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AIA Change Agents – Cherish the Family

This post a part of an on-going series called AIA Change Agents where we get to know each of the direct service programs funded by the Children’s Bureau under the AIA Act. In this segment, we sat down to chat with Maria Hernandez, who serves as the Project Director of Cherish the Family located in North Lauderdale, FL.

1) Tell us a little about Cherish the Family.

Cherish the Family (CTF) is a program born out of the need to find more effective interventions to work with parents affected by substance abuse that lost custody of their children due to their addictions.  The program focuses on promoting family reunification and stability using a service model grounded in attachment theory and a strengths-based approach.  Our model involves collaboration with multiple community providers to provide culturally-competent services to strengthen a mother’s ability to care for her child and to promote increased bonding and attachment. In addition, the program links families to substance abuse treatment, mental health services, job training and support, counseling, and informal community supports. Each family is assigned a family consultant.  Family Consultants (FC) provide in-home, one-on-one court-approved parenting education, using the Promoting First Relationships framework. FCs also keep all parties connected during the process of reunification or safe permanent out-of-home placements for the child. This relationship acts as  a support system that enables clients to maintain or establish the connections that will allow them to work on their case plan. Most importantly, CTF works diligently in helping parents and children to remain bonded or to increase their bond. It emphasizes trust and safe therapeutic relationships.CTF prides itself in providing culturally responsive services to strengthen the parent-child attachment.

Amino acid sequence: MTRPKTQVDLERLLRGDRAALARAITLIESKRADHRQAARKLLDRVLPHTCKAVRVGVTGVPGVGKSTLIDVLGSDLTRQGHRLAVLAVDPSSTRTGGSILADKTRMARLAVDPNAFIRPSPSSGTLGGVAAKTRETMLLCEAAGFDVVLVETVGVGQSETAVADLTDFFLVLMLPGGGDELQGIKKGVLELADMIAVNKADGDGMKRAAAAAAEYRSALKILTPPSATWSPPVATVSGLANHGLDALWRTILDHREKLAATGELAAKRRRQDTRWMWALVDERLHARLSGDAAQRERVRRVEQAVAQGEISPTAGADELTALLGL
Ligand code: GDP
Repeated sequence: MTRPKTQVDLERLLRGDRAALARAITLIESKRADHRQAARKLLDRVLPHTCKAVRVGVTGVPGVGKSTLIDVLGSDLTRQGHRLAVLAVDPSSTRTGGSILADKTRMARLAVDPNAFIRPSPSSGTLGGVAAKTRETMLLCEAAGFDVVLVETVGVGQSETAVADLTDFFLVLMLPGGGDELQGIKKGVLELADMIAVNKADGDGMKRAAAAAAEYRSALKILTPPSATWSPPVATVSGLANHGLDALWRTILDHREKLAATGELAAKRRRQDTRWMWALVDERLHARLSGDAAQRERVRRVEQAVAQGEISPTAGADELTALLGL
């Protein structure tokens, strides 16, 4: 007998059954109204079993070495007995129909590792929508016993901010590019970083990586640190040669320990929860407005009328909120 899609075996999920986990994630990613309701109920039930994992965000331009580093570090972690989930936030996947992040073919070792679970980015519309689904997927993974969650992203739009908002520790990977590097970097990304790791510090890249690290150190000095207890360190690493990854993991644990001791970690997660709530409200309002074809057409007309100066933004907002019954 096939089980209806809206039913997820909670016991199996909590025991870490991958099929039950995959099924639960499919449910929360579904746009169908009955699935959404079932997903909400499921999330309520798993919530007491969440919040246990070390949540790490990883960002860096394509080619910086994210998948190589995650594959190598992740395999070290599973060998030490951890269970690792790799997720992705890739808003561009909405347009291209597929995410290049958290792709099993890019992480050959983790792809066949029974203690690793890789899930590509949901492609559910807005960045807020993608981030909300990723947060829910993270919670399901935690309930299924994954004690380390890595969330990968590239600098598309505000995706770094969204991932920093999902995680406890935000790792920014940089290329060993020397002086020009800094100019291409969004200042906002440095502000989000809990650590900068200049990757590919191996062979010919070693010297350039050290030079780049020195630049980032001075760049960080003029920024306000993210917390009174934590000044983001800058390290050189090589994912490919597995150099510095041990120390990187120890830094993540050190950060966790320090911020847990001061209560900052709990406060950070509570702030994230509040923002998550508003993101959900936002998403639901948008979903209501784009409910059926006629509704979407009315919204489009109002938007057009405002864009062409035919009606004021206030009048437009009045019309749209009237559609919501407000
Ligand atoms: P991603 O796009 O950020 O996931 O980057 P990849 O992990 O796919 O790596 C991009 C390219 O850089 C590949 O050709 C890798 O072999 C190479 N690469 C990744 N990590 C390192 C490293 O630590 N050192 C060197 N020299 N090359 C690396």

2) Can you give us an example of this?

The CTF team is very diverse when it comes to race, ethnicity, educational background and areas of expertise.  Each family receives individualized treatment, taking into consideration their strengths, needs and belief system.  In one particular case, CTF provided sibling and extended family visits to enhance the bonding and attachment.  A family with Polish origins and strong ties to the extended family benefited from the program being sensitive to the mother’s needs. The mother wanted to involve, at times, sisters, the baby’s cousins, grandfather and grandmother. The FC was able to provide a safe space and advocate to allow for such connections.

Also, during our Circle of Parents meetings, parents are encouraged to discuss their family values and their child-rearing practices.   Parents from different cultures discuss how their background influences their parenting styles.

3) Tell us about your clientele.  Is there a particular family that sticks out in your mind?